The nuclear weapons related activity at Sanjarian may have continued until 2009, when it was first exposed publicly. Any work being done at Sanjarian is a legitimate concern of the IAEA and anyone concerned by Iran’s incessant deceptions about its nuclear weapons work.

Significantly, the Sanjarian site has not been inspected by the IAEA, although it should be, which brings us to the recent report in Fox News. While we at the center of the Institute did not vet this report as well as we should have, and appreciate the additional information provided by others and Fox News’ interest in updating its story, the motivation of the two analysts who developed this original claim was sound. Both were looking for suspicious, possibly nuclear-related activity that warrants further IAEA and outside scrutiny. While the Institute believes that the part of the story about possible camouflaging was incorrect and needs correcting, we do not fault the motivation of those who performed the work. The reason is that the Islamic Republic has been highly deceptive about the Sanjarian site, as established conclusively in the archive. Moreover, the Iranian regime’s continual lying to the IAEA about its undeclared nuclear material, activities and equipment, as demonstrated in multiple IAEA reports, feeds justified suspicion about activities at the Sanjarian site as well as other locations.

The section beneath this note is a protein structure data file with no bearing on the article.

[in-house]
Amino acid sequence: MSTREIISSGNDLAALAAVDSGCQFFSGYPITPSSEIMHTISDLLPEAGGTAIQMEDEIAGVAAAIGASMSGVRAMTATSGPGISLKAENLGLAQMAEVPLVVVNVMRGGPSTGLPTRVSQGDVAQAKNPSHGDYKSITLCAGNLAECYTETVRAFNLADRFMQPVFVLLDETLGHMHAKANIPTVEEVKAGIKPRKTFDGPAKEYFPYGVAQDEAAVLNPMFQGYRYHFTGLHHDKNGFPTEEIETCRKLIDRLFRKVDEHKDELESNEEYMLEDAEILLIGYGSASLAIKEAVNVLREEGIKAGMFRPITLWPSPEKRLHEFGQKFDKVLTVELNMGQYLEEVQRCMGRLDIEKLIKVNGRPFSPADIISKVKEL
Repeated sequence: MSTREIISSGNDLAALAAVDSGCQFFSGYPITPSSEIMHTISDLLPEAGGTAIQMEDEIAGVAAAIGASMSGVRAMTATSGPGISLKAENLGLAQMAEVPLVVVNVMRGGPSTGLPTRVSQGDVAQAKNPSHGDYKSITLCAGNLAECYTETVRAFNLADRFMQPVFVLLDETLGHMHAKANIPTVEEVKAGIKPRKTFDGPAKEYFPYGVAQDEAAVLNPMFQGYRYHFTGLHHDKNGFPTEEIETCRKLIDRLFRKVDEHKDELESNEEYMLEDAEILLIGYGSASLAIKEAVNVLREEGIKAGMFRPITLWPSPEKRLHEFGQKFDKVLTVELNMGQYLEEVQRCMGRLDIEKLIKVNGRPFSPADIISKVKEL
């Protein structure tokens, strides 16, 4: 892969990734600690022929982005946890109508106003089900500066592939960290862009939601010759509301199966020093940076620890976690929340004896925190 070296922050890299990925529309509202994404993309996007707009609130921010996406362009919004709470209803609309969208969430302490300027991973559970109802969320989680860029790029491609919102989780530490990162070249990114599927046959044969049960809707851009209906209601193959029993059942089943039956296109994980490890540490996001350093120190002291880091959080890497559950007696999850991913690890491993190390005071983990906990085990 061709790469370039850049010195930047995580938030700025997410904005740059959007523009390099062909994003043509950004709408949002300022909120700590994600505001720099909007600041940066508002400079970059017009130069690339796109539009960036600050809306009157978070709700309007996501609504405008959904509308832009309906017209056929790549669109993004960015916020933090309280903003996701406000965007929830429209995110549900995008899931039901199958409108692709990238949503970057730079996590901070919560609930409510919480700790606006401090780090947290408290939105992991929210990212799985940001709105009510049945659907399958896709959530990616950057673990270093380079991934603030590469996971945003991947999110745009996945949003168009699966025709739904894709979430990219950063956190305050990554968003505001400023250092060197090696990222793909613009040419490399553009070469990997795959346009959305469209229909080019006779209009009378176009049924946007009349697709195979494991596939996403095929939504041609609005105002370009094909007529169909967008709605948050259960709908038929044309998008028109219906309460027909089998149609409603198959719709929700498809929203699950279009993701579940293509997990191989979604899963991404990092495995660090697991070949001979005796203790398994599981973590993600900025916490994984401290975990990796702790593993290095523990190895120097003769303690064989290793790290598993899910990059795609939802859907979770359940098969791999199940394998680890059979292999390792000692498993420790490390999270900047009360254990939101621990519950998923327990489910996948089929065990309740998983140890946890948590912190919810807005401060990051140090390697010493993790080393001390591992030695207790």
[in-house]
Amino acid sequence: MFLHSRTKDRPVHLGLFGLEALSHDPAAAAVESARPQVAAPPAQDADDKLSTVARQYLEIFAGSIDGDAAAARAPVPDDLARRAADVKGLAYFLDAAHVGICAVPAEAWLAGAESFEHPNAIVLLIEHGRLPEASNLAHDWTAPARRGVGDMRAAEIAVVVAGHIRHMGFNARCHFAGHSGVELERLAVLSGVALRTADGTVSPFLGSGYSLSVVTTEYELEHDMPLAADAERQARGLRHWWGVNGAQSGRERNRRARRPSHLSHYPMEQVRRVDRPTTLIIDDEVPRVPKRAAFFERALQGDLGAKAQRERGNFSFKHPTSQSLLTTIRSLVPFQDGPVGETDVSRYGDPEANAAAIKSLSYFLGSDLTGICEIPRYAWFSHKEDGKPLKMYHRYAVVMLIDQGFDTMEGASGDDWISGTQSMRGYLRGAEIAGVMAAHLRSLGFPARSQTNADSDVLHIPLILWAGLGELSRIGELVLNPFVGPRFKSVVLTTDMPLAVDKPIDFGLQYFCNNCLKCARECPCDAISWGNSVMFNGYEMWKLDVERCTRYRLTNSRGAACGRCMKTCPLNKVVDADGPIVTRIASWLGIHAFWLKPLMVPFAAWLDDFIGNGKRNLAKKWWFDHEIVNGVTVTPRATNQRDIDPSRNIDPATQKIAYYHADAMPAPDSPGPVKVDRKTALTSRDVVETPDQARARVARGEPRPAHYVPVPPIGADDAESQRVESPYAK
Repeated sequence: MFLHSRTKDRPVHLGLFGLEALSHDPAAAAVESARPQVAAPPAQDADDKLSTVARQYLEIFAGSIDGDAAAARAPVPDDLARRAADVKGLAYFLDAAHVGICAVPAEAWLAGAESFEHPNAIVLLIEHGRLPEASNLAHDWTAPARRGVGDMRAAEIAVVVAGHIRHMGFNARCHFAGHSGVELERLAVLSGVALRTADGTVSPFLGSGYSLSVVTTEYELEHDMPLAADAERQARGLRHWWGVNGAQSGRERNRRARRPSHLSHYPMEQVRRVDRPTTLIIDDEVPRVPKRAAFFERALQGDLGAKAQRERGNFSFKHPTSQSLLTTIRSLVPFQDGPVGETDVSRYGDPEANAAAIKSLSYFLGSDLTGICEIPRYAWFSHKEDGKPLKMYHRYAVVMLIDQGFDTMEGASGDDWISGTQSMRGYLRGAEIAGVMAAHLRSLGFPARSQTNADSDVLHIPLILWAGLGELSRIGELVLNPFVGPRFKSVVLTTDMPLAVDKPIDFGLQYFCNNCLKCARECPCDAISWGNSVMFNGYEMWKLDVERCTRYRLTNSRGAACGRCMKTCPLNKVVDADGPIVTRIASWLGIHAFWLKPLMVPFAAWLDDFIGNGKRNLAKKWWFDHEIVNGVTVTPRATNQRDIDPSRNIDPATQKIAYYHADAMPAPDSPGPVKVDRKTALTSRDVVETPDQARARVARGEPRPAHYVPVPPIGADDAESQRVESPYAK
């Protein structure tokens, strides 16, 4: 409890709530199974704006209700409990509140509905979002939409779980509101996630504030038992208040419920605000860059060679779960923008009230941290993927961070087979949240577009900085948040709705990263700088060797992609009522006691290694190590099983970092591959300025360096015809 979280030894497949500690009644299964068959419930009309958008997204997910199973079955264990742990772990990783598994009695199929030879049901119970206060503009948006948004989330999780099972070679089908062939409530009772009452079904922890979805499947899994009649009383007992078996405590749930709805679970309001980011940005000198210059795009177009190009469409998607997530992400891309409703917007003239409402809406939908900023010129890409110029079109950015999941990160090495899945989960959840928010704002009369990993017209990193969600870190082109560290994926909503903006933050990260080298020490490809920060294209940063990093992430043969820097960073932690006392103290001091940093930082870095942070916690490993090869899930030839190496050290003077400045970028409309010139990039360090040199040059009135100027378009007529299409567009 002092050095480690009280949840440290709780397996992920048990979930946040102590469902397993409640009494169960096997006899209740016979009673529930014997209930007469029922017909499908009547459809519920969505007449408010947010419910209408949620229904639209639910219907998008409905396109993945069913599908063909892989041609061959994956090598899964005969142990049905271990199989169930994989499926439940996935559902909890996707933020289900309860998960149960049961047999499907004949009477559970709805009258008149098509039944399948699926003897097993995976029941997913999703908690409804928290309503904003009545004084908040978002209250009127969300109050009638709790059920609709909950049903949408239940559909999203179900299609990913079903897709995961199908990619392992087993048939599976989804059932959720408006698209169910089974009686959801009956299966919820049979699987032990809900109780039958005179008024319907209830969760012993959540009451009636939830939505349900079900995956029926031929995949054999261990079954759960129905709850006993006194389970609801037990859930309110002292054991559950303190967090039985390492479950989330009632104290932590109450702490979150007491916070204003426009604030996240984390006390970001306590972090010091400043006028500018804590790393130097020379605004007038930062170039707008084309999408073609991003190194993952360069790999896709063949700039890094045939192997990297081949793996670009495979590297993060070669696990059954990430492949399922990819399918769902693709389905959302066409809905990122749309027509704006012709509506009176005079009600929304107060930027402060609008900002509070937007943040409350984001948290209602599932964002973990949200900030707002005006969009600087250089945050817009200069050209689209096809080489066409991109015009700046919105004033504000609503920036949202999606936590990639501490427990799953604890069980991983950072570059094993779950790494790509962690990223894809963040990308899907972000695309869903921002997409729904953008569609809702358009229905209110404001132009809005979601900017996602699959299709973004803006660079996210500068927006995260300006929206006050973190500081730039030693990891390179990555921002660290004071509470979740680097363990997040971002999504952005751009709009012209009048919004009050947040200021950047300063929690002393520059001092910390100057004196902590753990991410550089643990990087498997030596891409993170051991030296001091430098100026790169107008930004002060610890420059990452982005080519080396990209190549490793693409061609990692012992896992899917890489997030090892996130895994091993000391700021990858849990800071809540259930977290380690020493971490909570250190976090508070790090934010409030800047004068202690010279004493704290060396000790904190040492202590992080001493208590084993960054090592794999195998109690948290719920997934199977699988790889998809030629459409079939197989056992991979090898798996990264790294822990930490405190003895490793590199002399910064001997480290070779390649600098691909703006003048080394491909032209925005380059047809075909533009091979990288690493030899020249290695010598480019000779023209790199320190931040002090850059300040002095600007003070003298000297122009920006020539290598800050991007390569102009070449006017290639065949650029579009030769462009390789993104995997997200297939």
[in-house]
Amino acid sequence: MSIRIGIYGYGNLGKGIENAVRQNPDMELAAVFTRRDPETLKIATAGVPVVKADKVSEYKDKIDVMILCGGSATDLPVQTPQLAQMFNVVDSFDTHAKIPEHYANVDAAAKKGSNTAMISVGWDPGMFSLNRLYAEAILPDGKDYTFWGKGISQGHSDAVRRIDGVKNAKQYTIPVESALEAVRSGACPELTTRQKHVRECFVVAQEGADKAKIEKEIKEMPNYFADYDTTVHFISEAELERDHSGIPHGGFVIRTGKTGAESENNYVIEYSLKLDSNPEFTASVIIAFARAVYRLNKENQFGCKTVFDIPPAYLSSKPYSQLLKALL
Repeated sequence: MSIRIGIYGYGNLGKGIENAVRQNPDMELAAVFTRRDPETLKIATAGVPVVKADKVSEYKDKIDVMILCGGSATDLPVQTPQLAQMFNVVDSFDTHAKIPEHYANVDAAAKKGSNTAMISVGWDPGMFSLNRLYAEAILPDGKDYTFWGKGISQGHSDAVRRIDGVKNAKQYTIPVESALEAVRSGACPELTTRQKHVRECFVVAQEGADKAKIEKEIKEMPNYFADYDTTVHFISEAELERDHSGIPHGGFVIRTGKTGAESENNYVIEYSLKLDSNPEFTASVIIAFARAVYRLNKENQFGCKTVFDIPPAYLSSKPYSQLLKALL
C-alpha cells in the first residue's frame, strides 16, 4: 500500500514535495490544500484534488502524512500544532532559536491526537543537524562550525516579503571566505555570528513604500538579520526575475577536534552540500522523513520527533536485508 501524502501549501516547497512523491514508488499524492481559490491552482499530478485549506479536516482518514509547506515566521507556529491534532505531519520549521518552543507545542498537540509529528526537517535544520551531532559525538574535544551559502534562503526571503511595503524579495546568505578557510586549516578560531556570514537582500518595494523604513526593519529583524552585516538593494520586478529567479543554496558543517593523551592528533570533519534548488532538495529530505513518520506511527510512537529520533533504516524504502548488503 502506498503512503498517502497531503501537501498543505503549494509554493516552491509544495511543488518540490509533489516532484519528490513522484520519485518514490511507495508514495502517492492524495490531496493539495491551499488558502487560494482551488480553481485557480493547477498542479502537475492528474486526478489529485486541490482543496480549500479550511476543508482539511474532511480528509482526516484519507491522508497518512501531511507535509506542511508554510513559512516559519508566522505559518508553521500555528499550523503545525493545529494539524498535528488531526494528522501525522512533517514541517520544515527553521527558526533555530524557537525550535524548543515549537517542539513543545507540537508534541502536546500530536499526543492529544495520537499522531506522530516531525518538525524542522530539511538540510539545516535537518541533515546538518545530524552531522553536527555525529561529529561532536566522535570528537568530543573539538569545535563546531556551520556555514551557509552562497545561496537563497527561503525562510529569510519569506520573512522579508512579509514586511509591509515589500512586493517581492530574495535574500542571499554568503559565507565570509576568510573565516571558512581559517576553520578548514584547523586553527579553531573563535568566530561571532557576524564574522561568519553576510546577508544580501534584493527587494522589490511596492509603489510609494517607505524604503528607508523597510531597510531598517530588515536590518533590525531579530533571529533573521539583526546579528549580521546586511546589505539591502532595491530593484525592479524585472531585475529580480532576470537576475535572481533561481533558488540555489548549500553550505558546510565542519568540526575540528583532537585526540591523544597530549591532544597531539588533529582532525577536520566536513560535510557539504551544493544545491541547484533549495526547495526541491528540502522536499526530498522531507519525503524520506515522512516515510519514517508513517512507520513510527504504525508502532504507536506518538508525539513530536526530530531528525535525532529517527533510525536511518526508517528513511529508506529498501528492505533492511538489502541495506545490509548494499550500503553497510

The analyzed area at issue, later revealed as a filming location, is 100 meters across a dry riverbed from the Sanjarian site. A covering over an excavated area, perceived incorrectly in satellite imagery dating to January 18, 2021, as concealment, was used during the filming. The cars witnessed at the site were related to the filming as well. After the filming, trenches remained visible in satellite imagery dated March 28, 2021. The trenches had been used in at least one episode as part of the show’s narrative. We do not know if the trenches were actually former tunnels simply opened up for the filming, based on excavated concrete and other debris seen in the video of the filming (see Figure 1). As seen in satellite imagery, they feature a zig zag pattern; while a map showing the zig zag was used in the TV series, the layout is unexplained in the story line as far as we know. Often, zig zag patterns are used in the handling and storing of explosives. Further, based on the ground images gained from the filming (see Figure 1), stone, wood, and concrete materials appear to have been used, indicating the trenches (or possibly former tunnels) were more strengthened than they appeared in satellite images. That said, we have so far not been able to determine when the trenches/possibly former tunnel were built and whether any storage or usage of explosives had taken place, and whether this would have been related to Iran’s nuclear weapons work or conventional military efforts.